8. Now, spoon the mixture into 9 muffin cases and pop in the oven for 25-30 minutes, or until a skewer comes out clean.

Take out of the tins and allow to cool on a wire rack.

to make the frosting...

1. Whilst the cupcakes are baking, get on with the icing by beating the butter and cream cheese together - again make sure it is all really room temperature.

2. Add the almond and vanilla extracts and continue to beat well until its all nicely combined and smooth, it should at this stage look a nice buttery yellow colour.

3. Slowly add the icing sugar (slowly so you avoid the icing sugar cloud!) and mix until smooth - you can add less or more icing sugar depending on the consistency you want, but ideally it should just be able to hold soft peaks.

4. You can either add the extra coconut into the icing mixture or sprinkle on top.

4. Once the cupcakes are cool, you can ice them with a generous tablespoon of this decadent pastel-yellow icing.

5. Swirl it around to make a decorative design and top with a final dusting of cocoa powder.

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....for me these were perfect with a cup of coffee....


Saturday, 25 May 2013

Yesterday was Winter...

...and today was gorgeous. It's been roasting all day - it's made such a nice change to all the wintry weather we're still having. It's also so nice just to have the doors open and not even have to worry if the stove is still going or not.

I wonder if it will last?

Regardless, it still lifted mine and Pawel's mood

A summer's deck:

Oh and I noticed that the radish seeds I planted just last week have already popped up under the poly tunnel. I'm imagining all those salads already!

Friday, 24 May 2013

Almond Pastries

Well, they're one of Pawel's favourites and also one of mine, but unfortunately, we live in England whereby you can't find a decent patisserie with properly made pastries. That leaves me with one option - making them myself!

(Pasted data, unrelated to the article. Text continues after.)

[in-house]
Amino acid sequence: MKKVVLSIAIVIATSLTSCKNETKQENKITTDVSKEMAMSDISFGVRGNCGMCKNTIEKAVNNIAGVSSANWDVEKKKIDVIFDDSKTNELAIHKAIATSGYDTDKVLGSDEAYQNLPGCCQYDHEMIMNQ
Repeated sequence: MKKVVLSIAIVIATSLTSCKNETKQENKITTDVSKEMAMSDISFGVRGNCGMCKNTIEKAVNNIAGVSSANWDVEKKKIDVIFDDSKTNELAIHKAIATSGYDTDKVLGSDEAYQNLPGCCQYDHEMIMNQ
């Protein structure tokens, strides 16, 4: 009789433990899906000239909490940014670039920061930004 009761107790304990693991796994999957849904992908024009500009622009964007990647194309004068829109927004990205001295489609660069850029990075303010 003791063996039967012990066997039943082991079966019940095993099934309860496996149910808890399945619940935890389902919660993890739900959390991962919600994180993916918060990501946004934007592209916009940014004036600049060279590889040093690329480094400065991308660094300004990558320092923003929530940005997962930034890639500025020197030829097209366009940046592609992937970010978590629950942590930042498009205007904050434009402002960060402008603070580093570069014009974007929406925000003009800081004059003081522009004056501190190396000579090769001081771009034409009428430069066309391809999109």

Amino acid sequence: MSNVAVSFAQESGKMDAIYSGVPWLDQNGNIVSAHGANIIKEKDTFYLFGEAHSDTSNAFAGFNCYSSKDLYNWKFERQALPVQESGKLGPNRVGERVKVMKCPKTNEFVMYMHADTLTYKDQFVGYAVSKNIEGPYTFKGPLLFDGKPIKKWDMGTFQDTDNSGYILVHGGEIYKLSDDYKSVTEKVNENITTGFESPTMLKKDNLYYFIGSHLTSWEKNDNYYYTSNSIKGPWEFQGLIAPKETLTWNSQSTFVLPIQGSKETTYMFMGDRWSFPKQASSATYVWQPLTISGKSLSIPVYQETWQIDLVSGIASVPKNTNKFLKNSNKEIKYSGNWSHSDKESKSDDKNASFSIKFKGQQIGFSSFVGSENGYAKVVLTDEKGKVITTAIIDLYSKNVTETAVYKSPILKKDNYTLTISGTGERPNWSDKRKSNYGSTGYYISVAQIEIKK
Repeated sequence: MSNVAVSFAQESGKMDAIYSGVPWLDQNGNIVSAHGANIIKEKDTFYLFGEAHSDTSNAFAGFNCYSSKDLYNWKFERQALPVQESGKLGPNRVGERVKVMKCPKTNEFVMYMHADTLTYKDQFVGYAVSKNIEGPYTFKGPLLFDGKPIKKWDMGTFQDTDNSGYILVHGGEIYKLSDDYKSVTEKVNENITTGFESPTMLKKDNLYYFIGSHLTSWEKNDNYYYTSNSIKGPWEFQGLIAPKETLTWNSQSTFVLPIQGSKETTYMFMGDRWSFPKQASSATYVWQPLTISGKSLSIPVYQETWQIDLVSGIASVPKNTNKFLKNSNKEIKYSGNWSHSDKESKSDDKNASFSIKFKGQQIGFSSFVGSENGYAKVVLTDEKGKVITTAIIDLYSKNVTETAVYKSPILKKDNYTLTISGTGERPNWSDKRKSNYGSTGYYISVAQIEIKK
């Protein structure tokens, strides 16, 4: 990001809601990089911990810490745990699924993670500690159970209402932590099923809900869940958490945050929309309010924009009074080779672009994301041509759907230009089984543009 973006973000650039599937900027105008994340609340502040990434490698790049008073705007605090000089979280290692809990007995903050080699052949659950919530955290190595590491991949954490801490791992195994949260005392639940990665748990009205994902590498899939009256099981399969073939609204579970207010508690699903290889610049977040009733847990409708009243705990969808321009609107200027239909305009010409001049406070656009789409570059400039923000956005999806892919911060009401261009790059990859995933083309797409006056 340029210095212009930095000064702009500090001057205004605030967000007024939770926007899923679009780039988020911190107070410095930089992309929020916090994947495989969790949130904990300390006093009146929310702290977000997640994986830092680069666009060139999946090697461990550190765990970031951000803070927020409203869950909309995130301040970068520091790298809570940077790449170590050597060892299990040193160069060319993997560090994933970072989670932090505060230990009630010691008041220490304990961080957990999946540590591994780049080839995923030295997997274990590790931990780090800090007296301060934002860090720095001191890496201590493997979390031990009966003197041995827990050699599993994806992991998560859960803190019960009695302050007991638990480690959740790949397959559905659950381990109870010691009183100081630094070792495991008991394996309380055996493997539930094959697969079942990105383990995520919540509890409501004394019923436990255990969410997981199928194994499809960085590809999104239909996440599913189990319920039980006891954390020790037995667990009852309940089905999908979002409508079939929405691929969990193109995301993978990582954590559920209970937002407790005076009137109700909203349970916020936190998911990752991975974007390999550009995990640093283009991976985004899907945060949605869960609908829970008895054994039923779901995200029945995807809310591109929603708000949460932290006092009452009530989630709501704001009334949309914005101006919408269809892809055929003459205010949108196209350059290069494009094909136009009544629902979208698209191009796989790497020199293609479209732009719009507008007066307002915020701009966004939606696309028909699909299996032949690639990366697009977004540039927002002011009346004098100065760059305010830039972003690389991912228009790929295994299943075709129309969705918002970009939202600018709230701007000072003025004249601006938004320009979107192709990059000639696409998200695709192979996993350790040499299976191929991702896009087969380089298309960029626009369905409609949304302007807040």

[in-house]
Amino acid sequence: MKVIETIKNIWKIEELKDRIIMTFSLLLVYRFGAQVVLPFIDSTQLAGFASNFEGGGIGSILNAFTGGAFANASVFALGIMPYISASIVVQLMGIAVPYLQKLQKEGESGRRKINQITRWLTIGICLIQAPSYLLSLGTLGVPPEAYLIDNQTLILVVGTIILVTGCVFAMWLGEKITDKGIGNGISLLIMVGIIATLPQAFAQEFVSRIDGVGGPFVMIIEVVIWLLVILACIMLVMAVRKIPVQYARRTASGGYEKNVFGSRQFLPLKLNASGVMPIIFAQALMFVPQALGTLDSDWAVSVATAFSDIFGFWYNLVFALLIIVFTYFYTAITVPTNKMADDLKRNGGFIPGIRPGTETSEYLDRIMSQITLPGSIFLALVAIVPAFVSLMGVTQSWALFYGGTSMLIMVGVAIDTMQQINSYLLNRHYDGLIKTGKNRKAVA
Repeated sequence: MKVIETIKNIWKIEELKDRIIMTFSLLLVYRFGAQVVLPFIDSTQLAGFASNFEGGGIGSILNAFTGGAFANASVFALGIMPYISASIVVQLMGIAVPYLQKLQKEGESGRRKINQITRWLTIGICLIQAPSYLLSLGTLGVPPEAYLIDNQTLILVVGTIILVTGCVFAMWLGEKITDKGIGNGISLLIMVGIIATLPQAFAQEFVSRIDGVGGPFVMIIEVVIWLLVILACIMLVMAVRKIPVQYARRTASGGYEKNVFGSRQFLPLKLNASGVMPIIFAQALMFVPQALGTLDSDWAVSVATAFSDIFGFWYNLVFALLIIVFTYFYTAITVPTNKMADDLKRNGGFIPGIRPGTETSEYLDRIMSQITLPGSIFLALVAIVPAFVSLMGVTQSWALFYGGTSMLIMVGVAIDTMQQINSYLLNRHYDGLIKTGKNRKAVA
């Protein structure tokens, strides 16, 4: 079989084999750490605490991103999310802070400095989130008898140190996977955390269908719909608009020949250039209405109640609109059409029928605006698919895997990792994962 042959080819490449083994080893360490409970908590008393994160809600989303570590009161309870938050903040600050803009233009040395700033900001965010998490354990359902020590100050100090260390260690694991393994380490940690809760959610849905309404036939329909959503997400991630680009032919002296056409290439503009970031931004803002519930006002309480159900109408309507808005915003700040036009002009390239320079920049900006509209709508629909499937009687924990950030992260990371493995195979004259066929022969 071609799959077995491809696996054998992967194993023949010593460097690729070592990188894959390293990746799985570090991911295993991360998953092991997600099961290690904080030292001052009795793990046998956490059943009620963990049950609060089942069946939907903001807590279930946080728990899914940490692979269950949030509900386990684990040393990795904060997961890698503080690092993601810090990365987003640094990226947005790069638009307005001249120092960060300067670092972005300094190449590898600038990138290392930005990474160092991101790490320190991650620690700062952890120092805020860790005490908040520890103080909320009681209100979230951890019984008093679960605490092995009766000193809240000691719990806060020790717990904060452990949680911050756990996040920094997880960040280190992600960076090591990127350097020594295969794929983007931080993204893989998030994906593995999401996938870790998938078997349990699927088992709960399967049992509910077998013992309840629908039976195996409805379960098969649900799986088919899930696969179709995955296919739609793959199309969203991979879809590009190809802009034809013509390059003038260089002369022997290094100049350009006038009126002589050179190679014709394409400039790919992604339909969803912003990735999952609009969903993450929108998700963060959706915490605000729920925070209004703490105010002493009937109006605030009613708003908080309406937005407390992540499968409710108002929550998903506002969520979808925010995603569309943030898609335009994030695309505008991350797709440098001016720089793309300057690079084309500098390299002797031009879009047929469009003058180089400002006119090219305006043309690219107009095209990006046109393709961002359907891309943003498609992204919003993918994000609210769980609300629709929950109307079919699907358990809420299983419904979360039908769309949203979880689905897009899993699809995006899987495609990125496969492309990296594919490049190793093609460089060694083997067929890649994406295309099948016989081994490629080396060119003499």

Almond Pastries

Serving Size: 2

We were in Poland visiting Pawel's friends a few years back, and one of his friends showed me how to make these pastries stuffed with an almond 'paste-like' filling which was so delicious. They are very popular in the city of Poznan and you can find them in most cafe's there.

The ones I make now are slightly different as I make them into 'lattices' rather than into a traditional croissant shape and I think this works better and also looks better on the eye.


* 1 sheet of ready rolled puff pastry (14"x 9"roughly)
* 4tbsp of ground almonds
* 3tbsp of sugar
* 3 teaspoons of room temperature butter
* 2-3 drops of almond extract
* Flaked almonds to decorate
* Icing sugar to decorate
* 1 egg


1. Preheat oven to Gas 5. Take your almonds, sugar, butter and almond extract into a bowl and blend together until it becomes a smooth looking paste.

2. Split the paste into two and sort of mould each into a fat cigar shape about 6-7"inch long. Wrap in cling film and leave in the fridge for at least half hour - overnight is better. You want this mixture really cold.

3. Next, take your pastry sheet and cut it into two - so you end up with two individual sheets approximately 9" length x 7" wide.

4. Score two lines in the centre of each pastry, about an inch and a half away from each other - this is where your filling will be. DON'T cut all the way through - just lightly score:

5. On each side of the scored lines, cut diagonal strips - later you will then pull these over your filling to make a cross-cross pattern.